We Don't Need No Stinkin' Questions...about the #Nicaragua Canal

posted Aug 15, 2013, 6:22 PM by Peter Joseph Moons   [ updated Aug 15, 2013, 6:24 PM ]
We Don't Need No Stinkin' Questions...about the #Nicaragua Canal

August 15, 2013


Comments by Peter Joseph Moons


     Some things just do not sound right about the proposed canal that will slice through Nicaragua.  An insightful article makes some very interesting accusations.  First, the canal's estimated cost of $40 Billion USD is likely low-balled.  And why so?  Likely, this cost would appear more 'sellable' to outside investors as well, the Nicaraguan Congress, and the NIcaraguan people.  A higher amount, such as in the hundreds of billions, would likely be too shocking to fathom, considering the GDP of the country is only $7.6B.  This GDP is one of the lowest in Central America, even lower than El Salvador and Honduras.  In this respect, $40B is enormous, though, of course, the funds for the project would come from Foreign Direct Investment.  

     Another fact the Lynch surfaces is that this canal proposal is not new.  Nicaragua has a long history of toying with a canal; all of them have gotten no where.  However, as Clifford Lynch also mentions, there are new ships coming out that exceed the capacity of even the new third set of locks in the Panama Canal.  This point is very curious in and of itself: The people and government of Panama decided to enlarge their nearly 100 year old canal and when complete, the new locks will already be obsolete.  Maersk's new ships, the Triple E, will be "[f]our-hundred metres long, 59 metres wide and 73 metres high" -- enormous, and wider than the new locks in Panama's canal.  If Nicaragua's canal is big enough to accommodate these leviathans, then they will have the market cornered for Asia to Atlantic shipping routes.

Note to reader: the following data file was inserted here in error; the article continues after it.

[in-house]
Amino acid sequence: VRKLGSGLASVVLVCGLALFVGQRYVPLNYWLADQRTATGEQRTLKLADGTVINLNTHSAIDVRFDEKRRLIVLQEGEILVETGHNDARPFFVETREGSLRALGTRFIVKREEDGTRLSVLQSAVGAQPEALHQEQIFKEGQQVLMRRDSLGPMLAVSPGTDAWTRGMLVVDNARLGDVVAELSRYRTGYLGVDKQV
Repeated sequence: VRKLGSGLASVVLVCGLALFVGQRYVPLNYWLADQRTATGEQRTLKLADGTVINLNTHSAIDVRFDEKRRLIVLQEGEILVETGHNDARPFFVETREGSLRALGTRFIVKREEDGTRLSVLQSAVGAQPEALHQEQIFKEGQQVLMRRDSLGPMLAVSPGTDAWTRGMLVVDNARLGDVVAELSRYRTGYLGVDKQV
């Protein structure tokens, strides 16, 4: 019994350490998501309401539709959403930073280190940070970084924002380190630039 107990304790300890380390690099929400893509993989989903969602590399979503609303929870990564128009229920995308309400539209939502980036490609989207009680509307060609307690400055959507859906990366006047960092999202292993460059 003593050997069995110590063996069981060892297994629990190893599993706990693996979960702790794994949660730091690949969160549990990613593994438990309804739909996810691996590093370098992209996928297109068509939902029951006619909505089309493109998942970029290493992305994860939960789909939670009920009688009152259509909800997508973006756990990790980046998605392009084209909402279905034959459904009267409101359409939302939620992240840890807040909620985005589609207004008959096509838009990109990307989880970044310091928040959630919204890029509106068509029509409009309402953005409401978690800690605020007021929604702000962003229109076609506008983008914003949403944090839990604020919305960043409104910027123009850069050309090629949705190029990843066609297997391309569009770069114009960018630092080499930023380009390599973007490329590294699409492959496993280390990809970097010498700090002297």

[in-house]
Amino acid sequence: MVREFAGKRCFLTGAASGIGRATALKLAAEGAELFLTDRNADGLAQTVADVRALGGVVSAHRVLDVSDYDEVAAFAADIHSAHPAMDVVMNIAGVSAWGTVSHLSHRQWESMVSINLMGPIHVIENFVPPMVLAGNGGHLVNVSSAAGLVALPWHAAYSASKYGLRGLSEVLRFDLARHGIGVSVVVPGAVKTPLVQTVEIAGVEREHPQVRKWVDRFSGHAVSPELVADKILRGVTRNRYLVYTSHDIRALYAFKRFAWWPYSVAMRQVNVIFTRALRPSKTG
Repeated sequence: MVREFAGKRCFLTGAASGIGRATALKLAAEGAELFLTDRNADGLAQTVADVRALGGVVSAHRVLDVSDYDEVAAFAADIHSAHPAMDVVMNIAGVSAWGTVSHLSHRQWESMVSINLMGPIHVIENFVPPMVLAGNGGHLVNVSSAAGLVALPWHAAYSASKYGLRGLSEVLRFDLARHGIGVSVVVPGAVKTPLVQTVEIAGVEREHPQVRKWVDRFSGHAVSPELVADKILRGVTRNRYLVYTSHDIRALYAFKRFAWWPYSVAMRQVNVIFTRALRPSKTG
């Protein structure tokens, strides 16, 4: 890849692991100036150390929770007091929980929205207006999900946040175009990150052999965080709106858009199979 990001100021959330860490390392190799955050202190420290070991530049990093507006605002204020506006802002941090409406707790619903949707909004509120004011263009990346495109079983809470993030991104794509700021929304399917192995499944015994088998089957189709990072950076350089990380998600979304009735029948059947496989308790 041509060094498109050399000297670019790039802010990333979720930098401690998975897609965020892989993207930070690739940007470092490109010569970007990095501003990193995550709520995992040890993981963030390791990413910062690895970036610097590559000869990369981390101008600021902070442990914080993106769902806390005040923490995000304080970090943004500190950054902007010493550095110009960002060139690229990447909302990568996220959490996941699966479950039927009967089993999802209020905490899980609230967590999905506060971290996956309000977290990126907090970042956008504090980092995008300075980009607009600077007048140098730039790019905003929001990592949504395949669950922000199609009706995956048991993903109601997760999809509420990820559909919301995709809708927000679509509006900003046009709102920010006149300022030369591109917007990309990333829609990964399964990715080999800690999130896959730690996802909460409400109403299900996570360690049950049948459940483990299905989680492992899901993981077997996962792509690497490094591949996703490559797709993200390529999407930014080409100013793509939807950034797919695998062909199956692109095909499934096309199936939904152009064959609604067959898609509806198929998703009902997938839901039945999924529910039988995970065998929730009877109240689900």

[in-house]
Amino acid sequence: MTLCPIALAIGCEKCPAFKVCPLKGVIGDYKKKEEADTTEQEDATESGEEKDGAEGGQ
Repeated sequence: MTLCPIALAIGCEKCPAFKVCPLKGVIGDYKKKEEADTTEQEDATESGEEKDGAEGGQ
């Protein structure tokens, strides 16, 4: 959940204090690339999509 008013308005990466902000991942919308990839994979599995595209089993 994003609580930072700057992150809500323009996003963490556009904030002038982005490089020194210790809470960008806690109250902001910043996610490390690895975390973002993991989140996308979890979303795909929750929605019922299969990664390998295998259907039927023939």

http://www.maersk.com/innovation/leadingthroughinnovation/pages/buildingtheworldsbiggestship.aspx
Maersk's Triple E Ship


     The proposed waterway, though, may not even be completely 'wet:' the canal may very well be a combination of ports connected by waterway and railroad.  While the world's largest ships may not cross the isthmus of Central America, though  they will be on the high seas.  So a new question to ask is: Does the HK Nicaragua Canal Development Investment Company even know the Triple E will be sailing in the next two years?



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